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The Importance of Learning Social Skills Outside of the Classroom

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An actual email I sent to the staff at my school a few weeks ago:

I have a little story to tell….

Xth grade recess is often fairly hectic. We have MANY kids with special needs (both identified and not identified) and I often end up “coaching” the kids on recess and social skills.

Today was the second day this year that the weather was bad enough that we separated classes and stayed in the covered areas. I was the only adult to accompany Mrs. T’s class. At first the kids mulled around aimlessly. They wanted a ball so I asked 2 of them to go get a ball from the other classes. Both kids came back to say they were all in use and they couldn’t procure one (my word, not theirs!). I was starting to wonder how in the world the recess time would be occupied and whether there would be tons of puddle splashing (like the last time this happened).

After talking to one of the students about the ball situation, I turned around to find the class, the entire class, engaged in a game of “What time is it Mr. Fox?” And who was “Mr. Fox” but one of my very special students with many social skills difficulties! I was so proud of this role that he had been given and that he was doing a PERFECT job of being Mr. Fox. Other students even stood up for him when a few tried to take the role away.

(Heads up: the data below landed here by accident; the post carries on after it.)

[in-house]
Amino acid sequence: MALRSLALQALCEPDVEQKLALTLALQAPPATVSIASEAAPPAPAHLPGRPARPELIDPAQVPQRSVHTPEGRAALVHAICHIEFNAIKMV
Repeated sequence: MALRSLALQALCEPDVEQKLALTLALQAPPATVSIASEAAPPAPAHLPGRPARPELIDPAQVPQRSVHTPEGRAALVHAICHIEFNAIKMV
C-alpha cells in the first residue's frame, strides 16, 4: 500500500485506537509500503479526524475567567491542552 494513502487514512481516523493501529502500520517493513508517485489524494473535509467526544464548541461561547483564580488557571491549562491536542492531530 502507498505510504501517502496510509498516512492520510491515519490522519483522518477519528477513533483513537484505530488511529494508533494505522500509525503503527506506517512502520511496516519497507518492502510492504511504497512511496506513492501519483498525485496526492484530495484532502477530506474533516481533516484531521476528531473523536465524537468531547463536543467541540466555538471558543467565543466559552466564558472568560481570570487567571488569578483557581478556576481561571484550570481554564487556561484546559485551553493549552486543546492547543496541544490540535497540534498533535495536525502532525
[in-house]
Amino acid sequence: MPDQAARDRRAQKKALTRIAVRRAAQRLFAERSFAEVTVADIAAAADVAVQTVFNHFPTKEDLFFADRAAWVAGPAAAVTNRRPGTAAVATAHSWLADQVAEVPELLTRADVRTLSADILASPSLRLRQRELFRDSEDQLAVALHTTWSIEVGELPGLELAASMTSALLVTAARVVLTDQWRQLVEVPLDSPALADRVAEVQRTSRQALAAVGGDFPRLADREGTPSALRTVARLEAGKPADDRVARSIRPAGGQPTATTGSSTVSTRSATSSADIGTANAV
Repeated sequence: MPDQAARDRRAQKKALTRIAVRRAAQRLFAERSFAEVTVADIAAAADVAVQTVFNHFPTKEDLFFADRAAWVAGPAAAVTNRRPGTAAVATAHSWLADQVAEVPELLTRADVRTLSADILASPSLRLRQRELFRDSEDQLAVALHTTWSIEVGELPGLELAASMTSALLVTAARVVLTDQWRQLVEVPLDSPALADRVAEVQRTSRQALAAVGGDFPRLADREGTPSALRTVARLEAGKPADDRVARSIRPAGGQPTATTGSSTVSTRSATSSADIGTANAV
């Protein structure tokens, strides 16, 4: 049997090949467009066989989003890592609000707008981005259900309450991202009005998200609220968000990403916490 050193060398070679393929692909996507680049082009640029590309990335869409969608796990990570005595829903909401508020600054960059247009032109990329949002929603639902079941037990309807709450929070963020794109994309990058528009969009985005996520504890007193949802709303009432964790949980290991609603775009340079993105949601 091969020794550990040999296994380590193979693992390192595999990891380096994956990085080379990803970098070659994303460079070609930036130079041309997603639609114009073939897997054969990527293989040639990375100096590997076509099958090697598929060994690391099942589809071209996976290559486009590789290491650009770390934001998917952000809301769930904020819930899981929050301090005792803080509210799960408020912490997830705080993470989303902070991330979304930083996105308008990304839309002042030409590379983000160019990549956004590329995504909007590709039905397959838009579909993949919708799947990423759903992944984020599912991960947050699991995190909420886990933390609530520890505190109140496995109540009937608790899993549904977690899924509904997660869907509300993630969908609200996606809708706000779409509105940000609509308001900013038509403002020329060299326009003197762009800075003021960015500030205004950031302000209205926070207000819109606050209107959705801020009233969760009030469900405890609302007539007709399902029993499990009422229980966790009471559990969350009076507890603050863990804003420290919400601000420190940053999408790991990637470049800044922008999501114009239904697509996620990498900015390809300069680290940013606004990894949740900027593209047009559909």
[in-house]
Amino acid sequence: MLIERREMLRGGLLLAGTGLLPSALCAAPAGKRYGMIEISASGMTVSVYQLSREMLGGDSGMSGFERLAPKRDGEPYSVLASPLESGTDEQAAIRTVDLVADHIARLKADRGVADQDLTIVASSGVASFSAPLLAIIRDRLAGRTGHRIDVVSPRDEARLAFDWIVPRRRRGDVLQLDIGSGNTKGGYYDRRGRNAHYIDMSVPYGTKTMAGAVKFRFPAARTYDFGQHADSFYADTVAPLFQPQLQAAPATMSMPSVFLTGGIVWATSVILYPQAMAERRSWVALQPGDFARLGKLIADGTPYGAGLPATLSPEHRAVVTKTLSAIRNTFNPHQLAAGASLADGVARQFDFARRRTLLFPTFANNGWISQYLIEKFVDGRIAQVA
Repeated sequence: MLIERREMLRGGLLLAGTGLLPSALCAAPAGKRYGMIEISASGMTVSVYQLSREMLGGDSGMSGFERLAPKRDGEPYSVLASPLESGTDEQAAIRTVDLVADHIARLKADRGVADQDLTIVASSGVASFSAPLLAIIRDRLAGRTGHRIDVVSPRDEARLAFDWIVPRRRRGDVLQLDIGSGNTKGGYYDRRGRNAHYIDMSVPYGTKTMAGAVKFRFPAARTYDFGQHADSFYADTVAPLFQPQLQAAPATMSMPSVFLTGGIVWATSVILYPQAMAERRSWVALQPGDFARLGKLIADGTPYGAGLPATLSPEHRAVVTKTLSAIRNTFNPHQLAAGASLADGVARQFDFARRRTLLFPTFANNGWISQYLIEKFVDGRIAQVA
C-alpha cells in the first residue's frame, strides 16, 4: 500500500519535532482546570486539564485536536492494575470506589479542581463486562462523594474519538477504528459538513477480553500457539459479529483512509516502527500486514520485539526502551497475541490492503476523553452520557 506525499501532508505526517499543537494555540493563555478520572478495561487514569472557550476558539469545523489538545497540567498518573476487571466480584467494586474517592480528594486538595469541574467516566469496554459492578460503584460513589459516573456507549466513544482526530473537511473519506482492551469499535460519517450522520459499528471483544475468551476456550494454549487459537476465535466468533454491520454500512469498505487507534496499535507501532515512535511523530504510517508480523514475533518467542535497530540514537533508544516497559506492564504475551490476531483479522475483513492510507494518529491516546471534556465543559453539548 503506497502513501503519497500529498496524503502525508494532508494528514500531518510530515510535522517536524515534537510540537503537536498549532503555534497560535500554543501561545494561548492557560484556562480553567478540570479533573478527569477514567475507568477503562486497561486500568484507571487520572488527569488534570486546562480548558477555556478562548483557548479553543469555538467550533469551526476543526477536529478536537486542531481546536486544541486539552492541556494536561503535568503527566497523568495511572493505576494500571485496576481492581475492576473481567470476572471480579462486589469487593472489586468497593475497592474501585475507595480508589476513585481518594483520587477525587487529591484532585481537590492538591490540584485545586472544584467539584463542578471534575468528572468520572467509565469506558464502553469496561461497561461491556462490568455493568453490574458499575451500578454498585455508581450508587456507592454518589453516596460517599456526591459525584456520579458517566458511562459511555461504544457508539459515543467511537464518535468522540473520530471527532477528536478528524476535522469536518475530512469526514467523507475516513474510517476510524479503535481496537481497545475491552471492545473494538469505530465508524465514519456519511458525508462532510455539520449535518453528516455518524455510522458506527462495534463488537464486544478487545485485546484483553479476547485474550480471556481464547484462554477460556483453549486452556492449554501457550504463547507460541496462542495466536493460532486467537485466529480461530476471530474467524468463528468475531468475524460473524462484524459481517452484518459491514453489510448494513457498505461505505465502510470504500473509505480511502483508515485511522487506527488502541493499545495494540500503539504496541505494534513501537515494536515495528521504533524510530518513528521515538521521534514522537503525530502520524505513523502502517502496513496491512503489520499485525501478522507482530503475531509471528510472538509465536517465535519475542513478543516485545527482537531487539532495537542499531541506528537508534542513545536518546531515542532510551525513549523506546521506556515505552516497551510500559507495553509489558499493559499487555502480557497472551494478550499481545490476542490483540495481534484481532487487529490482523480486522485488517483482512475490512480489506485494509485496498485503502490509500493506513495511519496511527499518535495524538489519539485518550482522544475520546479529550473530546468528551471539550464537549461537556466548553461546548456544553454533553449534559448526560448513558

It was so awesome to me to witness this recess on many levels:

  • The kids initiated the game, chose leaders, and played completely on their own.
  • They generalized a game from PE and played it on the playground.
  • They not only included the kids with social difficulties, but gave one a leadership role.
  • Every single student played for 90% of the recess.
  • They were kind, respectful, and (for the most part) played by the rules.

It was amazing and I want EVERYONE who has ever had an influence on this class to give themselves a huge pat on the back for a job well done!

Recess coach is indeed what I have become this year. At my recess there are four students identified with Autism as well a student with many behavioral and social needs. All of these kids are on my caseload (in addition to others).

In September, I created “rules” for playground equipment for my students who happen to “forget” during the summer.

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At the beginning of the year, I noticed one of my students spent the entire recess pacing back and forth. He did not know what to do during this unstructured time, or how to play with others. My Autism Specialist helped me develop a “Recess Choice Board”.